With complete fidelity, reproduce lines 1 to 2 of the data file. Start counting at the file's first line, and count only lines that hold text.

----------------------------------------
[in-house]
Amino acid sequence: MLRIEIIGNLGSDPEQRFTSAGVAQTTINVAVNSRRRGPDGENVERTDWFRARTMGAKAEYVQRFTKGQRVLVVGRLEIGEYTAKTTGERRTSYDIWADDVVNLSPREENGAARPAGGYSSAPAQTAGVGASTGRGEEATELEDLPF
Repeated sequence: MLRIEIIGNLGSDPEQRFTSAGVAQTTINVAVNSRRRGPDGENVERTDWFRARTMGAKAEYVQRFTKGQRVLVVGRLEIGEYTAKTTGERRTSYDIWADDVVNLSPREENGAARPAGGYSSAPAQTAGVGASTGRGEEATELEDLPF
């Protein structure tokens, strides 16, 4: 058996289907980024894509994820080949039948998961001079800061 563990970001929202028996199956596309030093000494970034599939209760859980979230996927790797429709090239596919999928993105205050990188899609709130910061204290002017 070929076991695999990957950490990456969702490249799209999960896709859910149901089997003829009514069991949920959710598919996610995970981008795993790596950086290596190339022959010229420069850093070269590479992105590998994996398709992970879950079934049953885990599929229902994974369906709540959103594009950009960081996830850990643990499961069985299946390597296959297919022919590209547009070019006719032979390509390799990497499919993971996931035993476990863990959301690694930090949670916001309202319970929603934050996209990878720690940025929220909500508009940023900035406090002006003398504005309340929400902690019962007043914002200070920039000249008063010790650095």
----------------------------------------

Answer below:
[in-house]
Amino acid sequence: MLRIEIIGNLGSDPEQRFTSAGVAQTTINVAVNSRRRGPDGENVERTDWFRARTMGAKAEYVQRFTKGQRVLVVGRLEIGEYTAKTTGERRTSYDIWADDVVNLSPREENGAARPAGGYSSAPAQTAGVGASTGRGEEATELEDLPF